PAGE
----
Photo of balloons with text NEE celebrates 10 years of service

It was a rainy Saturday in early April 2011. I was restless because I couldn’t go outside to work in the yard or garden. So, I sat down in my living room chair and picked up a yellow pad of paper. I began to sketch some thoughts about how a teacher evaluation process should really work. (By the way, I still have that yellow pad with the sketches from 10 years ago.)

That simple sketch was the result of a series of experiences from my 10-year tenure at Ozark R-6 and being part of Missouri’s statewide taskforce to create the new teacher performance standards during 2010-2011. Here are a few of the key items from the sketch:

  1. In-depth training for administrators to improve their skill in observing instruction
  2. Observation forms with common language that are easier for teachers and administrators to understand and use
  3. Some form of immediately accessible professional development for teachers
  4. Inexpensive
  5. Field support for remote rural schools to help with implementation

If you look at that 2011 sketch and you know much about the Network for Educator Effectiveness (NEE) today, you recognize that sketch was a pretty good blueprint for what was to come. The system just had to be built.

A week or two later, the sketch was turned into a proposal that I carried into a meeting in Hill Hall at the University of Missouri College of Education. I met with my immediate supervisor, Associate Dean Glenn Good, and Dean Dan Clay to review the proposal to create a new teacher evaluation system for Missouri. Certainly, the 1990s Missouri Performance Based Teacher Evaluation (PBTE) work of Dr. Jerry Valentine, a Mizzou professor emeritus, had set a precedent for the college’s involvement in a statewide teacher evaluation system. Would the college step back into the position to lead development and implementation of a new comprehensive teacher and leader evaluation system?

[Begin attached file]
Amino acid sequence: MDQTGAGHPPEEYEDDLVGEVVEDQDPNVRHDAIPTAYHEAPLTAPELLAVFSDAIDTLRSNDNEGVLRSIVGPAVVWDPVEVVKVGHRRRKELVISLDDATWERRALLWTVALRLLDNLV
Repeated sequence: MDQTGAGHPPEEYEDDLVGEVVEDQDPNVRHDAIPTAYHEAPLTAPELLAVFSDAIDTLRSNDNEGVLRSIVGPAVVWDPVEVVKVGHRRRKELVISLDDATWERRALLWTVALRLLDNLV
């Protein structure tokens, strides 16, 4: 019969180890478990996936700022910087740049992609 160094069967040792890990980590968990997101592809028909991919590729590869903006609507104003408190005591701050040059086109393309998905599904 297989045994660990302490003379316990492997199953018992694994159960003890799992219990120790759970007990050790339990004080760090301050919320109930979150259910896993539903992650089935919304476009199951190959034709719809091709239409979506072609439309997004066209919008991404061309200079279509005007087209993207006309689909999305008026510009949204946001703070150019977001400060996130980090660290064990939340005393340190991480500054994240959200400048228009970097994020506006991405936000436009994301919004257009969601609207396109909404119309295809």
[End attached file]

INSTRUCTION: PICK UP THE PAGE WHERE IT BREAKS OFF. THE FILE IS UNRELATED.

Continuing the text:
We needed to move quickly to prepare and launch a pilot project by August for the 2011-2012 school year, so an answer was needed that day. Fortunately, Dan and Glenn agreed, and they granted permission to plan and launch a pilot project in August. Before we left the table, Dan said, “You need to talk to Christi Bergin.” Being relatively new to the college, I replied, “Who is that?”

After trading a couple of emails to compare calendars, a date was set for a meeting with Dr. Christi Bergin, who at that time was a research professor in the College of Education and was likewise interested in effective teacher and principal evaluation processes. I really didn’t know what to expect when I arrived that day. After some brief pleasantries, I shared the proposal with her. She read it and underlined a few lines on the sheet. Then she paused. I wasn’t sure whether she was going to wad up the sheet and throw it at me or just get up and leave. Then she asked, “Can you get schools to join?” I replied, “If it’s done right and it’s affordable, yes, I can.” After that, we embarked on a two-hour volley of questions and answers. In that exchange, Christi offered some significant and innovative changes to how principals should be trained and how the new instruments should be designed. On my side of the exchange, I referred to the sketch-based proposal to ensure the pieces I outlined were on the table. The key points of that exchange still lay at the foundation of NEE today, making NEE a better evaluation system than any full-system offering in the country.